The rump Diocese of Georgia was officially segregated for four decades.  During most of that time policy was to discourage African-American missions.  In 1907-1946 there were no African-American delegates to the annual diocesan conventions.  The Council of Colored Churchmen, formed in 1906, barely had any representation on diocesan committees.  Bishop Frederick Focke Reese (in office 1908-1936), a racist who delivered paternalistic addresses to African-American clergymen, neglected African-American congregations and schools financially.  Therefore, much financial assistance had to come from other sources, official (such as the denomination) and individual.  Anna was an effective fund raiser in this context.  The deaconess provided an education to many African-American youth and shepherded them into further education–some at colleges and others at technical schools.  She also worked as a cook at Camp Reese, the diocesan, whites-only summer camp on St. Simon’s Island, for a number of years.  The racially segregated Diocese of Georgia named a cabin after her in 1938.  The deaconess, while working as a cook for white campers at Camp Reese, brought groups of African-American youth to St. Simon’s Island and provided a sort of summer camp for them.

Bishop Middleton Stuart Barnwell (in office 1936-1954), unlike Bishop Reese, took an interest in African-American missions.  He spent diocesan funds to replace or repair buildings.  And, in 1947, he welcomed African Americans to the first racially integrated diocesan convention in four decades.

During the Great Depression Good Shepherd, Pennick, was a distribution center for federal and private aid in Glynn County.  Anna, who ministered to her neighbors without regard to race, was in charge of distribution.  She wrote:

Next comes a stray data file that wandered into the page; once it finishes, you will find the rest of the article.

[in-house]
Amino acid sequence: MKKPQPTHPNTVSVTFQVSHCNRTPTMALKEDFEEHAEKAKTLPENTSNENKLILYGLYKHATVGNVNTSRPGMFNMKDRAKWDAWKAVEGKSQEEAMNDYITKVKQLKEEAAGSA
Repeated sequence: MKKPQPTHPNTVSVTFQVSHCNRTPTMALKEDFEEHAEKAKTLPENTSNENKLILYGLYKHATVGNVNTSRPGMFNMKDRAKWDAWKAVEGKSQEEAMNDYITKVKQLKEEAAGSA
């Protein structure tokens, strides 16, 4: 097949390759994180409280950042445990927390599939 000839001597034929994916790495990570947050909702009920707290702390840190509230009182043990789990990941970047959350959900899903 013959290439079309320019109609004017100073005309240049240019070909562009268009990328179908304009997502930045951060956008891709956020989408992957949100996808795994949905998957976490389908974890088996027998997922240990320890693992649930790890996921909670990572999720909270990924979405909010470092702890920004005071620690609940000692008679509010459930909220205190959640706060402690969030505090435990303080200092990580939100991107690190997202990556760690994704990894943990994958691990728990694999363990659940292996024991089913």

I am to see everyone gets what they need….some folk don’t need help now and I know who they are.  The old people and the children, they need the most….When I tell some people they can’t get help just now…that others come first, they get mad, a little, but I don’t pay no mind and soon they forget to be mad.

The deaconess earned respect in her community and vicinity; many white men removed their hats in deference when she walked past them.

Anna died on September 24, 1947.  She was either in her late seventies or early eighties.  She remained mostly forgotten for many years.  The Episcopal Church in Georgia, 1733-1957 (1960), by Henry Thompson Malone, never mentioned the deaconess’s name.  Even the otherwise excellent Black Episcopalians in Georgia:  Strife, Struggle and Salvation (1980), by Charles Lwanga Hoskins, frequently misidentified her as Dora.  (Father Hoskins was a wonderful man, a charming priest, and a fine homilist.  When I was a member of Trinity Episcopal Church, Statesboro, Georgia, he was a supply priest, filling in when the Rector was away.  Memories of some of his sermons have never ceased to edify me spiritually.  Hoskins did, however, often mistake Anna for her sister, Dora, in his book, still an invaluable source for this post.)  In recent years, however, Anna’s legacy has become more prominent, fortunately.  It has become sufficiently prominent that, in January 2018, Presiding Bishop Michael Curry, an African American, visited Good Shepherd, Pennick.